If you want to learn about some of the elements of SEMA safety specific to your racking system, but are a little intimidated by the scale of the SEMA Code of Practice, we’d highly recommend our racking inspection training course.

3) SEMA Technical Bulletins

The SEMA Code of Practice is often updated — or elements of it are clarified — with technical bulletins. It’s important to keep an eye out for these as they are often reactions to things happening in the industry. The SEMA Technical Bulletin No. 3 clarifies SEMA and HSE’s interpretation of the use of rack protectors (among other things) in response to people’s incorrect use of them.

These bulletins are a key part of SEMA safety and are great because they are often backed up with direct quotes from HSE HSG76. In other words, these bulletins help storage equipment users to understand HSE HSG76 in context.

4) Racking Inspections by a SEMA Approved Inspector & Staff Racking Inspections

As previously mentioned, SEMA runs different courses in order to train SEMA approved racking inspectors (SARIs). Both HSE and SEMA recommend racking inspections from SARIs at least once a year. HSE also recommend regular inspections from “competent” staff. At Storage Equipment Experts, we believe the best way to ensure that your staff are “competent” enough to perform the regular staff-led inspection HSE recommend is through our racking inspection training course: a course delivered by a SEMA approved racking inspector (SARI).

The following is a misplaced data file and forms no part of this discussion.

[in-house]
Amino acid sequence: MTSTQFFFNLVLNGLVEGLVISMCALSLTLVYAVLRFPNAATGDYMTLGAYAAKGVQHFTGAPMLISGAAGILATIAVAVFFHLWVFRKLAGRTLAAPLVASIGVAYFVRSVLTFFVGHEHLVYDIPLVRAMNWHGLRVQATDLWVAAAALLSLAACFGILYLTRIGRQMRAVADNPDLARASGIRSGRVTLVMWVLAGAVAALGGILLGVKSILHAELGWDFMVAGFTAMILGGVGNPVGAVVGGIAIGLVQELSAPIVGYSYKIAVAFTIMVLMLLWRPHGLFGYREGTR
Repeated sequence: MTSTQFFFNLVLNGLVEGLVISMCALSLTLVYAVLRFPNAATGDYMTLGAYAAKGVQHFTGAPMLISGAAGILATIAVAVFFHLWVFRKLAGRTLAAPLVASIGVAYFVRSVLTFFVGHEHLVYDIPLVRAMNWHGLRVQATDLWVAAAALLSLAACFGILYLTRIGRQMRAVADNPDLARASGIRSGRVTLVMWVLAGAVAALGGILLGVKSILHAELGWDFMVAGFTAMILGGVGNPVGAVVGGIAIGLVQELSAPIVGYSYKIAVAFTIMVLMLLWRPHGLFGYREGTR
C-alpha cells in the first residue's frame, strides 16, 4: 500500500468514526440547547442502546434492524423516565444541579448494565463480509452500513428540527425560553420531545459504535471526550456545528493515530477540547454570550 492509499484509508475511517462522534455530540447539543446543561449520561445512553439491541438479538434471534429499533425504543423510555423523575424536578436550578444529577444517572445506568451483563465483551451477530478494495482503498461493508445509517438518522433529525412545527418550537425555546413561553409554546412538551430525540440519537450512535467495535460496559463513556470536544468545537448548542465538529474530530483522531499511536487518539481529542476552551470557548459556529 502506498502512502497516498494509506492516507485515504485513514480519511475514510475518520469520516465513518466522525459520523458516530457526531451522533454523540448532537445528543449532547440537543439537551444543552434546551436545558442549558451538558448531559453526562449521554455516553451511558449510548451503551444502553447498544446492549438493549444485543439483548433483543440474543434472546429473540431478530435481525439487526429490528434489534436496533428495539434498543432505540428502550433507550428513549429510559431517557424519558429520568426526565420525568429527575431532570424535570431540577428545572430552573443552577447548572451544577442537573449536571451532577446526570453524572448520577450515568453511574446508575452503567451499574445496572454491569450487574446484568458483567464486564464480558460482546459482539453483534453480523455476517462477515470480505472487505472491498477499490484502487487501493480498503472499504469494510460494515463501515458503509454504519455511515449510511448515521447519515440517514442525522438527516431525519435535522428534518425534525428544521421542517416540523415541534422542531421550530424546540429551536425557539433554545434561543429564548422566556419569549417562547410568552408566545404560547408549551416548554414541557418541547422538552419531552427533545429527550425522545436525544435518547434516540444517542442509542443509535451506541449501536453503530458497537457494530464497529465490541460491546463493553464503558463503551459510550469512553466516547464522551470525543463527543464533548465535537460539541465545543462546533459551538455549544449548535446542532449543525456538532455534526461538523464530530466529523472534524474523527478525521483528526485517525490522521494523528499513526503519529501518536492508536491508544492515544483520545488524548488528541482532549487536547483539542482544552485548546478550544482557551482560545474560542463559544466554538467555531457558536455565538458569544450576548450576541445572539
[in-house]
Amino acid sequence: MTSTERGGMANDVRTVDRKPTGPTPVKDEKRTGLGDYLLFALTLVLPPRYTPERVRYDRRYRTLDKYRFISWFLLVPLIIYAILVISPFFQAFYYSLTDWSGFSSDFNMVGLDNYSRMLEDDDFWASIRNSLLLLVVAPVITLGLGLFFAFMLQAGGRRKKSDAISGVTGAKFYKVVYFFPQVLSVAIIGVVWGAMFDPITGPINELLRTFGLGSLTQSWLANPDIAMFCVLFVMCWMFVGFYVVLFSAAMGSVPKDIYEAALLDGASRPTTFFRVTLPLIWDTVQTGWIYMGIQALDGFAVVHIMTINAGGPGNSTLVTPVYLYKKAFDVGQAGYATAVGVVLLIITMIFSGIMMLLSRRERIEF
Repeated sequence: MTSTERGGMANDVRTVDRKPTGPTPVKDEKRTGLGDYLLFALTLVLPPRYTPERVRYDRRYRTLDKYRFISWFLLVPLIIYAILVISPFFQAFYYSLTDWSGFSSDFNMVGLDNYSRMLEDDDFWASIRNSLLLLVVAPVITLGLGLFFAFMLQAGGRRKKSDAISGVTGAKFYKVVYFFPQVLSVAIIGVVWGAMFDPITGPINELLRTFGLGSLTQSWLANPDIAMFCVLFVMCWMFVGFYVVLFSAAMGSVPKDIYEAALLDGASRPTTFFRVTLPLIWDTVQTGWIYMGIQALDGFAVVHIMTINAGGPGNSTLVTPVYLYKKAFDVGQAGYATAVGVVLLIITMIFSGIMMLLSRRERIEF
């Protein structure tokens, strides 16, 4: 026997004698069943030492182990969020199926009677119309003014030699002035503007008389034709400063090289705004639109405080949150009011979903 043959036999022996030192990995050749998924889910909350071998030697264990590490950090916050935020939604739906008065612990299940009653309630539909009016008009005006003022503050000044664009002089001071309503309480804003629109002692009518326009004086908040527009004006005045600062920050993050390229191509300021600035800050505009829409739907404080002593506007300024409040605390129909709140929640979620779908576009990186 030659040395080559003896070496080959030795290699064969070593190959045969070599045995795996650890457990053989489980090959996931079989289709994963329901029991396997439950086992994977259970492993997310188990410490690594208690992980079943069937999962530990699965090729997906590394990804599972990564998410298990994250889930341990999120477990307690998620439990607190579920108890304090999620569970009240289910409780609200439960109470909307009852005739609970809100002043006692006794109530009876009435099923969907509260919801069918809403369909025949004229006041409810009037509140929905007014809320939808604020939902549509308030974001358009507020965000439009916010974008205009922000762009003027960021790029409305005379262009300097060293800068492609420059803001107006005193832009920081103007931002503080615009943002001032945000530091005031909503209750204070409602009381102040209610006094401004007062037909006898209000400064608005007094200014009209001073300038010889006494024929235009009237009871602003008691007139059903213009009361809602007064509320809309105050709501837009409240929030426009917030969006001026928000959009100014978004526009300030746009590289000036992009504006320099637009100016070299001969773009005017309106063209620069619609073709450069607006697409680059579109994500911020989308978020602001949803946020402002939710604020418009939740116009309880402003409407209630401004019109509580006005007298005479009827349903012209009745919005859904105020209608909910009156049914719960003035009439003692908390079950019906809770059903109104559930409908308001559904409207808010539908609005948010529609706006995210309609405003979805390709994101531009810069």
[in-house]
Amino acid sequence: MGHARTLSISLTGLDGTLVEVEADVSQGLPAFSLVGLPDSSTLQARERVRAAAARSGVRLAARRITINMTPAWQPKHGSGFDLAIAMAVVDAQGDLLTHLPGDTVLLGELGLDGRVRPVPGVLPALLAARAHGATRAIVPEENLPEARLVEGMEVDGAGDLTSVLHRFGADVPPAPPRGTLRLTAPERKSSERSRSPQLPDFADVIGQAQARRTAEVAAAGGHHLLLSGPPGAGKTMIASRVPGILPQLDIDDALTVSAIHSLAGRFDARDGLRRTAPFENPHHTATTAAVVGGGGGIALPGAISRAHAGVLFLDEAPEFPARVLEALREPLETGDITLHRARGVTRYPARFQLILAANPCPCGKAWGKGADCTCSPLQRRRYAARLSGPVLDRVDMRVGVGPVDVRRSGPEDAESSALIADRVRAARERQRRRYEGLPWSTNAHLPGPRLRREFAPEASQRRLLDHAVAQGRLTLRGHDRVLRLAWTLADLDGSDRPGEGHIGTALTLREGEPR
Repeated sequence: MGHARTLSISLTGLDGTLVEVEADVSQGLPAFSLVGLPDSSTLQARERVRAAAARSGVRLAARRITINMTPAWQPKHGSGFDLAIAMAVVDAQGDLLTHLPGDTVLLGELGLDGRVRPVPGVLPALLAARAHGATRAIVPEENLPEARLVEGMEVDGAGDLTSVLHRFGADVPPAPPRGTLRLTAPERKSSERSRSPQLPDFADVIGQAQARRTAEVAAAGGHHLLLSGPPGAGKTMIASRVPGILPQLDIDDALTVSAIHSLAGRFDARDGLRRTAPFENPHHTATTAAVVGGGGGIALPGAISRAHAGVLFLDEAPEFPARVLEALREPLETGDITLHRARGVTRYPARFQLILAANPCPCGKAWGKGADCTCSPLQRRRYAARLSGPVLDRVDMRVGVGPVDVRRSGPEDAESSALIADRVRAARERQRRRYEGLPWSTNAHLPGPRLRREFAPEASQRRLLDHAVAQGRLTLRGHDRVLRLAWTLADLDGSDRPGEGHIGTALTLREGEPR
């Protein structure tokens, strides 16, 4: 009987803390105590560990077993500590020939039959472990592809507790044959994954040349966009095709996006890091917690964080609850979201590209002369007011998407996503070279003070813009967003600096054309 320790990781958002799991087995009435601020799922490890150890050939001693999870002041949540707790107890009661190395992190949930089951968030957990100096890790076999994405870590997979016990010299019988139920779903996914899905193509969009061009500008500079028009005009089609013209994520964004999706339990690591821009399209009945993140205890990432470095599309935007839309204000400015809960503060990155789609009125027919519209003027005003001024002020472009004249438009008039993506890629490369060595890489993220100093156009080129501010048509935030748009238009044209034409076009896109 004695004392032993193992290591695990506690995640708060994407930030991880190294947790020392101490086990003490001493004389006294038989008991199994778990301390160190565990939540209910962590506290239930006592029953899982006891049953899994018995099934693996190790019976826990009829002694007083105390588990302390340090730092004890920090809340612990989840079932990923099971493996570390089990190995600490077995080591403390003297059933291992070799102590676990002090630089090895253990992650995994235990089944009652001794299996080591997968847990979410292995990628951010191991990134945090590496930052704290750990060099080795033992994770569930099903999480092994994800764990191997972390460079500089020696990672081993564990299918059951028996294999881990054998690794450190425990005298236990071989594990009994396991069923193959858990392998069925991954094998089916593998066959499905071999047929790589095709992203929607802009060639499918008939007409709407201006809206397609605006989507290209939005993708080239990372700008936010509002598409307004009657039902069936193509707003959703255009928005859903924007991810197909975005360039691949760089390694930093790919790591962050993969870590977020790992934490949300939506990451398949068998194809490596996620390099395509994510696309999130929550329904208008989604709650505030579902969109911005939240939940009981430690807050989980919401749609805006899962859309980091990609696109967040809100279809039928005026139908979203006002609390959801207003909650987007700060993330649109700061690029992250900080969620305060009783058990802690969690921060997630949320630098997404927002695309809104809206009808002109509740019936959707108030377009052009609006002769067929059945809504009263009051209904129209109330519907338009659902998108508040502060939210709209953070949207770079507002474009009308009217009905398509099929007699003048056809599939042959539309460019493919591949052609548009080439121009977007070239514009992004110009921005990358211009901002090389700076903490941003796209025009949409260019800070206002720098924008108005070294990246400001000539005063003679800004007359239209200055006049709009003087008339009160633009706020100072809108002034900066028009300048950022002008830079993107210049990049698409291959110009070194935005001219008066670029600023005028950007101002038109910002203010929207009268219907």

The importance of “competence” is also echoed in the CDM regulations 2015. As a result, this makes training doubly important.

5) Other Elements of SEMA Safety

SEMA safety also includes many other aspects, such as correct practice for storage equipment installation, storage equipment repair, and the dismantling of storage equipment. Each element of racking safety is covered somewhere in its Code of Practice. Most of the emphasis of HSE warehouse safety and SEMA safety is on the use of racking (as this is what warehouse owners and storage equipment users will spend the bulk of their time doing) but it’s important to pay close attention to the other elements of SEMA safety too. If the worst happens, your racking might need repair or dismantling. When it does, you’ll be glad that what to do is covered by SEMA safety.